A multivariate analysis was conducted to determine whether associations with rural residence persisted after adjusting for a variety of variables. Using multivariate analysis, several factors were associated with recent mammography, although confidence intervals sometimes overlap (Table 5). For example, an increased level of urbanization was associated with having had a mammogram in the past two years (P < 0.001 from test for trend). Rural women were less likely to have had a recent mammogram than were women living in either suburban or metropolitan areas. Metropolitan women also were likelier to have had a recent mammogram than were suburban women. Having seen a physician in the past year, a higher education level, health insurance coverage, good or excellent health status, fewer than three persons living in the household, and being currently married were all associated with having had a recent mammogram (P < 0.001 in each instance). Age (P < 0.001) and race/ethnicity (P = 0.001) were also significant correlates of mammography use; women of other races were least likely to have had a recent mammogram. The effect of age was bimodal; women aged 50 to 69 years were more likely to have had a recent mammogram. In a separate model that included variables for other cancer screening tests (results not shown), having had a clinical breast examination in the past two years (adjusted odds ratio [OR] = 6.45, 95% CI 5.89–7.07) and having had a Pap test in the past three years (adjusted OR = 6.70, 95% CI 6.02–7.45) were both strongly associated with having had a recent mammogram. To assess whether rurality modified associations with other variables, interaction terms for race/ethnicity by rural/ nonrural residence, education by rurality, having seen a physician by rural/nonrural residence, insurance status by rurality, and age by rural/nonrural residence were added to the initial model (Table 6). Both the race/ethnicity by rural/nonrural residence interaction and having seen a physician by rural/nonrural residence interaction were statistically significant (P < 0.05 in each instance). The results indicated that with the exception of women of other races, women in metropolitan areas were more likely than women in rural areas to have had a recent mammogram, and the association with rural/nonrural residence was stronger among black and Hispanic women compared with white women (Table 6). The association between mammogram use and living in a suburban area was only observed among women who had seen a physician in the past year.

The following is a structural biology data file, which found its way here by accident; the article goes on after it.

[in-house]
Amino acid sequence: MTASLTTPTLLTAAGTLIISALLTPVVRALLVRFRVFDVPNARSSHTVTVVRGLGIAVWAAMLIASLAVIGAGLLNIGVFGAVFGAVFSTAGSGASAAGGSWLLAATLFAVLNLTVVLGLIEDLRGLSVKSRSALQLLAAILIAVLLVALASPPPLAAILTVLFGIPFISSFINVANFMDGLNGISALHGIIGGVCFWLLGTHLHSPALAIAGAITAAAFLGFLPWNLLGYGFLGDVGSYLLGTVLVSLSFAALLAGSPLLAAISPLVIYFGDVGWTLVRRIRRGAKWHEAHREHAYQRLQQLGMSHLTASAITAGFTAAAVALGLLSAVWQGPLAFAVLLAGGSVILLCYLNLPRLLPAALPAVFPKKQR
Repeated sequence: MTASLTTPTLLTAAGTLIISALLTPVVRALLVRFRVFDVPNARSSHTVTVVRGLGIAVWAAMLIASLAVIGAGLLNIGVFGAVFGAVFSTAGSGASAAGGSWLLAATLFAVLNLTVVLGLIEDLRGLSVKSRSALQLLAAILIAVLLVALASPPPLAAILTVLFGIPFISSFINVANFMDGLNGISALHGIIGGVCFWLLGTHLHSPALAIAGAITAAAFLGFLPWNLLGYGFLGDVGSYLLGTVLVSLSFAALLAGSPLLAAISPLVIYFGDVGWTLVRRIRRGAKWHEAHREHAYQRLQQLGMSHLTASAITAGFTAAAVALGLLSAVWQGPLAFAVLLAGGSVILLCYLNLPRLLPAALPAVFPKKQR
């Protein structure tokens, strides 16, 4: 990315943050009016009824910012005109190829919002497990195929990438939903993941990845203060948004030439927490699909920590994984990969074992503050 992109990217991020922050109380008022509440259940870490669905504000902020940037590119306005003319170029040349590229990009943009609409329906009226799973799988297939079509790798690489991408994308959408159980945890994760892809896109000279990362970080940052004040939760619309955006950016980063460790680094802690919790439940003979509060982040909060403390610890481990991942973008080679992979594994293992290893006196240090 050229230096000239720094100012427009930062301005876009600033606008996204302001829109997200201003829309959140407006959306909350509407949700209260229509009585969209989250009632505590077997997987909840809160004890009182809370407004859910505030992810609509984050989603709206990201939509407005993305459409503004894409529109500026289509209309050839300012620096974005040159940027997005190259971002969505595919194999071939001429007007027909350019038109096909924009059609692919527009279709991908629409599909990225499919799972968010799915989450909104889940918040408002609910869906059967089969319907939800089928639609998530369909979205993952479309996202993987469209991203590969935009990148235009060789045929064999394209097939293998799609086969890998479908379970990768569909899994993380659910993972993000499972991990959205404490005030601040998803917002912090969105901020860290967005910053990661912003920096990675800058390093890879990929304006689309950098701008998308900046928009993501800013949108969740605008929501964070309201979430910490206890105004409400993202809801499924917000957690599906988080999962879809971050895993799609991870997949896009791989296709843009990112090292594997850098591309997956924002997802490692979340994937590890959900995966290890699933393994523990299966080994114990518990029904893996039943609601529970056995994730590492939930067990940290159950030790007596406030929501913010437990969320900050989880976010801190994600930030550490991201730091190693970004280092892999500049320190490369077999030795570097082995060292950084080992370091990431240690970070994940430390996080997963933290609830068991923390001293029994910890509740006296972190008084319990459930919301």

Table 5. Multivariate Results for Having Had a Mammogram in the Past Two Years Among Women Aged 40 or Older in Rural and Nonrural Areas of the United States
 Adjusted odds ratio95% CI
  • CI: confidence interval.

  • a

    P < 0.001 from Wald chi square test.

  • b

    P < 0.001 from test for trend. Women who responded don't know or not sure or who refused to answer are excluded.

Survey yeara
 19981.00
 19991.121.06, 1.17
Agea
 40 to 49 years1.00
 50 to 69 years1.761.65, 1.89
 ≥ 70 years1.080.98, 1.19
Race/ethnicitya
 White1.00
 Black1.111.01, 1.22
 Hispanic1.191.05, 1.36
 Other0.830.70, 0.99
Area of residenceab
 Rural1.00
 Suburban1.191.08, 1.30
 Metropolitan1.461.38, 1.54
Marital statusa
 Currently married1.00
 Divorced or separated0.810.75, 0.88
 Widowed0.690.63, 0.75
 Never married0.600.54, 0.68
 Living as unmarried couple0.940.71, 1.23
Educational attainmentab
 < High school graduate1.00
 High school graduate/GED1.481.37, 1.60
 Some college/technical school1.741.60, 1.89
 College graduate2.192.00, 2.40
Number of persons in householdab
 3+1.00
 21.311.23, 1.40
 11.221.12, 1.33
Employment status
 Currently employed1.00
 Homemaker or retired0.970.91, 1.04
 Unemployed0.950.81, 1.11
 Unable to work1.020.89, 1.16
General health statusa
 Good to excellent1.181.10, 1.26
 Fair or Poor1.00
Current cigarette smokera
 Yes0.670.63, 0.71
 No1.00
Saw a physician within the past yeara
 Yes5.134.84, 5.44
 No1.00
Any health insurance coveragea
 Yes2.111.93, 2.31
 No1.00